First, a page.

ezekiel's chariot - 張敦楷 (pjammer) wrote,
ezekiel's chariot - 張敦楷
pjammer

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Both Sides of the Table: Employment Interview Dynamics - REPOST



To long-time readers and those who bother to check the archives, yes - this piece has been posted before. But in light of the current economy, the surprisingly brutal recent layoffs/forced resignations of a half-dozen friends, and the number of new readers unfamiliar with older material, I thought this essay would be particularly pertinent to share. Oh, that and the fact that I'm a comment-whore who's too lazy to write anything new this evening. Ha ha ha. -PJ

There are few things in life as aggravating as a job interview – both as an applicant and as an employer. Having been on both sides of that transaction, I’ve come to understand why everyone loathes the process so much. From the applicant's perspective, everybody despises the the experience of being checked out as if you're racehorse at an auction, sizing you up to determine if you are worthy of their attention. Employers, on the other hand, must face an exhausting parade of blowhards, prima donnas, poseurs, and obsequious ass-kissers to cull candidates with the skills and motivation to handle the tasks you are hiring for, as well as the ability to get along with your existing team.
Naïve and unsophisticated job hunters have a charity-seeking attitude, rattling their tin cups at the employer in hopes that he will be clothed and fed with the organization’s resources. But unless his family owns the company and the job he is applying for is “Vice-President in Charge of Waiting for Dad to Die,” that attitude won’t take the applicant very far.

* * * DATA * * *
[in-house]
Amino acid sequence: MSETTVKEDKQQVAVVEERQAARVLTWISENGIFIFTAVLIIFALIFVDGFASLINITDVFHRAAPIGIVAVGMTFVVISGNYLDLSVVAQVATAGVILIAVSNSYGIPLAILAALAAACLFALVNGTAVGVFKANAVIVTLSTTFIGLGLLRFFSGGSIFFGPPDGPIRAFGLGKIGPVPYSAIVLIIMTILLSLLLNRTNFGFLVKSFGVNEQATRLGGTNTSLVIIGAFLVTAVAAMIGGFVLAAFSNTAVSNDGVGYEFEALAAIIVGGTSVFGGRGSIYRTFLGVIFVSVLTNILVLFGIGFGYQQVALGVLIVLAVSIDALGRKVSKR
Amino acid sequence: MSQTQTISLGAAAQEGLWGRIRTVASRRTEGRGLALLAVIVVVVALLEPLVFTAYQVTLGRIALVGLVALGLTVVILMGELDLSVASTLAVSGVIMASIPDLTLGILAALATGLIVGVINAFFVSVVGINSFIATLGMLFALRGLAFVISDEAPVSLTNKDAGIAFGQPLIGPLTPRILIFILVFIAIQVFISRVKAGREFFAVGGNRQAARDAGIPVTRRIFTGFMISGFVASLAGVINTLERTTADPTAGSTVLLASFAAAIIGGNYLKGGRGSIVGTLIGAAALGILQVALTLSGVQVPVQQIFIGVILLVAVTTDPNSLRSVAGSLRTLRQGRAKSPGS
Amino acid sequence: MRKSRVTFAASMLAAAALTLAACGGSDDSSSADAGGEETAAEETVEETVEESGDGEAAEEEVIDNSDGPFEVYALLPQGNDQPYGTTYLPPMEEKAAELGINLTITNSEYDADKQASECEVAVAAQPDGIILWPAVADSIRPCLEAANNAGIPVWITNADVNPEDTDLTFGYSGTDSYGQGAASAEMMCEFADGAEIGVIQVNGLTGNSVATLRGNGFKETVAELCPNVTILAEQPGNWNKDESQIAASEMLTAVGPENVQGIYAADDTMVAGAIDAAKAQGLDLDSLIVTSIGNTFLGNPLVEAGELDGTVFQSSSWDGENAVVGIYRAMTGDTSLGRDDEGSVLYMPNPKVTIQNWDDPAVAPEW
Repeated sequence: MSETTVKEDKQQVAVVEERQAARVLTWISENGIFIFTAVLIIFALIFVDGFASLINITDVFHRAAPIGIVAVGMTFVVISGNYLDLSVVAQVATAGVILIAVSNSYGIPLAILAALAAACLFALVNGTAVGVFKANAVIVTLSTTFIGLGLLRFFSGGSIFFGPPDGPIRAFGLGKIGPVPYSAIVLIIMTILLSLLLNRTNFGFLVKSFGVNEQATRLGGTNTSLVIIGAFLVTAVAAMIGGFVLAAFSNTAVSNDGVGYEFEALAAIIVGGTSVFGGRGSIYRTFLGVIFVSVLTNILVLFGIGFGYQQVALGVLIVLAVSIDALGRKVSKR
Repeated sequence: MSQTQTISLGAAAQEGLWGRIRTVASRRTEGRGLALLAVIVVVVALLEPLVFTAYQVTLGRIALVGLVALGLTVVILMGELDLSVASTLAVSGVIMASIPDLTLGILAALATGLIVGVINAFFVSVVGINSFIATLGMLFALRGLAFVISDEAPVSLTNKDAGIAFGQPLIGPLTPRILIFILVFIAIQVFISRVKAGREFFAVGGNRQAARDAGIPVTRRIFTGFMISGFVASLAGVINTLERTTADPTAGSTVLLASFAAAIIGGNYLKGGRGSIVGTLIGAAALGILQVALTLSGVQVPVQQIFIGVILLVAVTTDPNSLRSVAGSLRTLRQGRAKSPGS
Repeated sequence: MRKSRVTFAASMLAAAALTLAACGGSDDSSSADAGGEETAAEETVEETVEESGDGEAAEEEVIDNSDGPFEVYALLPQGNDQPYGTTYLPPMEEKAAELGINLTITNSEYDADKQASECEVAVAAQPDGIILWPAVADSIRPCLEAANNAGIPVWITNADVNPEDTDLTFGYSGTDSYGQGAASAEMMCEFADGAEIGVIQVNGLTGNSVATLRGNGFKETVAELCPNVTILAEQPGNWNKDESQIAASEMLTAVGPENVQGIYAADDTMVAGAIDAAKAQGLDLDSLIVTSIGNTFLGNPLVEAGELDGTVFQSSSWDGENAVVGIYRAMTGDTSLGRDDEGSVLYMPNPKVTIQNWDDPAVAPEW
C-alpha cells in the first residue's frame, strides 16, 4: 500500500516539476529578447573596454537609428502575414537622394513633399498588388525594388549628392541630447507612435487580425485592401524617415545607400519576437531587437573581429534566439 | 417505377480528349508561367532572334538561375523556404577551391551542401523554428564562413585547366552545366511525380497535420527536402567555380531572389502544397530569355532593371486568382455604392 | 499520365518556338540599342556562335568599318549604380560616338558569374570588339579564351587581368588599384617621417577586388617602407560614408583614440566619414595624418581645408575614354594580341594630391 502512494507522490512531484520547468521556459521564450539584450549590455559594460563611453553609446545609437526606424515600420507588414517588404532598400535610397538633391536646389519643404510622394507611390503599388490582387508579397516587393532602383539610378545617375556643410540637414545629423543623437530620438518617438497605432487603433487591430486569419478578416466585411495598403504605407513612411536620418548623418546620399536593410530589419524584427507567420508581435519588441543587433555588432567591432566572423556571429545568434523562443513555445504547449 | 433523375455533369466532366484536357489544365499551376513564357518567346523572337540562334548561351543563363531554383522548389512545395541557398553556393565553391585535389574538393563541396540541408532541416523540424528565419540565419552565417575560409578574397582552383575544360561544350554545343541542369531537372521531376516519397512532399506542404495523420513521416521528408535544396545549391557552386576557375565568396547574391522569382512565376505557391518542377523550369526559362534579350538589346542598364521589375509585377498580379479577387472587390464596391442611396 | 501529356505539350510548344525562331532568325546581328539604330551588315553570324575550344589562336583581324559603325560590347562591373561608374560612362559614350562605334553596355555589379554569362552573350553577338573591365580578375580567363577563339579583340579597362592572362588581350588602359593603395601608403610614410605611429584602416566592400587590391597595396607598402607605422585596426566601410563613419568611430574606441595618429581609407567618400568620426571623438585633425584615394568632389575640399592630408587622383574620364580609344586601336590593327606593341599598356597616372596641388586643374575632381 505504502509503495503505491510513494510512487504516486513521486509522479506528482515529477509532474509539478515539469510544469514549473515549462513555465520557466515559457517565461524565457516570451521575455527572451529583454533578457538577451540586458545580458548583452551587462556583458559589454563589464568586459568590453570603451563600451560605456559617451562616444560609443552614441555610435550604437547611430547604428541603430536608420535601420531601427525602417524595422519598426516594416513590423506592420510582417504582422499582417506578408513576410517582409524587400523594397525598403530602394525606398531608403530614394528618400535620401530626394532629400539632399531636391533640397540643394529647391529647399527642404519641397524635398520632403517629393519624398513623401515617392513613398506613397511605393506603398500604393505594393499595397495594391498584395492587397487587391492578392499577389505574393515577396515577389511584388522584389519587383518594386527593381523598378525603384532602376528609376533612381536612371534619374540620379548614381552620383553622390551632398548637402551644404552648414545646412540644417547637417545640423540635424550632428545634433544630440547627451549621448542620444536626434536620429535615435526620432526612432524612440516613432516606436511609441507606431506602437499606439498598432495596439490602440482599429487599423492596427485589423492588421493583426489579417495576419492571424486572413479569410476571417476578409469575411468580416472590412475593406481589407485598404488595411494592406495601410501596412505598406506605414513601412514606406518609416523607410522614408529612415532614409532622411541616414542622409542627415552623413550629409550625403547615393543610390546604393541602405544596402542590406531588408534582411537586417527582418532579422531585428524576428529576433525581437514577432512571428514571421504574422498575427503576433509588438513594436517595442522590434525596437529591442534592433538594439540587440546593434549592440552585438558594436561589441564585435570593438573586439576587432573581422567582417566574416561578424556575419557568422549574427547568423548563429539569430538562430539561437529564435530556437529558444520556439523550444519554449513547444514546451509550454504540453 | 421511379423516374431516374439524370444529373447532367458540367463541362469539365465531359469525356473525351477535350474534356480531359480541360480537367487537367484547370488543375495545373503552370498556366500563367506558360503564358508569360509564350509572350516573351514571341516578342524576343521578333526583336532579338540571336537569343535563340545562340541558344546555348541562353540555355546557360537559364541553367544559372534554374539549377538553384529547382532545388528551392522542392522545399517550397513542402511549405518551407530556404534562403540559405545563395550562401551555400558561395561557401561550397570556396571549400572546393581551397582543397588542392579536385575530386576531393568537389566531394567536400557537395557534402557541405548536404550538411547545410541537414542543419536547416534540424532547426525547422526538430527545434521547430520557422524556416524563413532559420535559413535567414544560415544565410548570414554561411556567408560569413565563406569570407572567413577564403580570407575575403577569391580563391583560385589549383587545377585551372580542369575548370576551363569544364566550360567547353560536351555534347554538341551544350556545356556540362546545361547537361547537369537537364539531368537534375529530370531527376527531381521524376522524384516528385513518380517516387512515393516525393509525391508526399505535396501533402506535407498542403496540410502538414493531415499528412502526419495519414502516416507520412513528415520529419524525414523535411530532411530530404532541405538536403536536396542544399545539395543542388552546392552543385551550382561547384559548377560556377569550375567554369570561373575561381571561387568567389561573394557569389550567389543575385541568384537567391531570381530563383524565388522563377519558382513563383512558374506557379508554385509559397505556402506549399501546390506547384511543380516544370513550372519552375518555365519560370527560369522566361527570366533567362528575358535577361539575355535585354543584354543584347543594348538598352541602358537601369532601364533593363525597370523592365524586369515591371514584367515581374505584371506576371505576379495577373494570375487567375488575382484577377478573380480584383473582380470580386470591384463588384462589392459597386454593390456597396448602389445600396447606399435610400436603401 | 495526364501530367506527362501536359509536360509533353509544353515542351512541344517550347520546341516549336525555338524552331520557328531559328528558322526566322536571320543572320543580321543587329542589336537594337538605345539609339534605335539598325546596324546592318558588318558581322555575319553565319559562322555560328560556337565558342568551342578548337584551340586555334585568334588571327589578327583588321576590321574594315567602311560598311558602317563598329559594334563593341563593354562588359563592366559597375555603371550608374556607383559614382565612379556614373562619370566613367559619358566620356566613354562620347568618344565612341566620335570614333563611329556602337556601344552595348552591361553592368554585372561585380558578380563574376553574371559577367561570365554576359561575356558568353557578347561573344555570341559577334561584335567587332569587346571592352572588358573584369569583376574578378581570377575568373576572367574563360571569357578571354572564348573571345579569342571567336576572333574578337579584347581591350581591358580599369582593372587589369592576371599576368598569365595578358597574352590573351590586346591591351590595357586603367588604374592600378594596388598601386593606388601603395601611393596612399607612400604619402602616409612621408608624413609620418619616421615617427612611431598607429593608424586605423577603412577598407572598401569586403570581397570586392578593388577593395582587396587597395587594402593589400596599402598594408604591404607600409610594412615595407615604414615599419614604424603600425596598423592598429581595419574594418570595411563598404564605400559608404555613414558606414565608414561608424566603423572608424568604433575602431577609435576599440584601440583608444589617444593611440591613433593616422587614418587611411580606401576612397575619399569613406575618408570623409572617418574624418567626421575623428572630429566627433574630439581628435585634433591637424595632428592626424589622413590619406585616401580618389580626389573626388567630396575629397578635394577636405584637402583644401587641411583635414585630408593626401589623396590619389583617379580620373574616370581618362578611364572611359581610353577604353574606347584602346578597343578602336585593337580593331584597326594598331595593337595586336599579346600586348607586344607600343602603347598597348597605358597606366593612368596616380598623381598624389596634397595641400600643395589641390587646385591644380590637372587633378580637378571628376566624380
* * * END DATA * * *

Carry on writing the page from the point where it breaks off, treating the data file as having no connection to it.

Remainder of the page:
Some people, having never been on the other side of the desk, may be surprised that employers dread interviews too. Upon closer examination of the employer-applicant dynamic, however, it makes a lot of sense. The fundamental problem of the job-interview exchange is that the two parties have highly divergent objectives. The employer is hiring for only one reason: to solve a problem. The problem can be straightforward, like handling inbound telephone calls. The problem can be complex, like lead-managing a software team to implement and debug a massive relational database management system two weeks before the company launches its e-commerce website. Either way, the interview process must transform a stack of resumes into a short list of capable, motivated professionals – and do so in a timely and efficient manner.

This is a difficult task – since there are two kinds of errors that must be avoided.


Type 1 Error: Hiring the wrong candidate This is the obvious one – within weeks of his start date, you discover that the new guy is either incompetent, lazy or just an obnoxious jerk. Your team is unhappy, and the issue the new employee was originally hired to handle remains unsolved – except now you have a guy on your payroll drawing out cash and benefits every day while you try to decide what to do with him.

Type 2 Error: Failing to hire a good candidate This is a less obvious mistake, but its consequences are just as undesirable as those of Type 1. Failure to hire good professionals reflects serious weaknesses in your recruiting process, and its fundamental mission of identifying and attracting talent. More importantly, the competent and skilled applicants you fail to hire may (particularly if your industry is small) end up working for a direct competitor, and use the knowledge about your organization acquired during the interviews to better position his new employer against you. The most dangerous aspect of Type 2 Errors is that they are largely invisible. Since top-flight professionals you fail to hire are working elsewhere and out of sight, most hiring managers have no idea how many Type 2 errors they commit.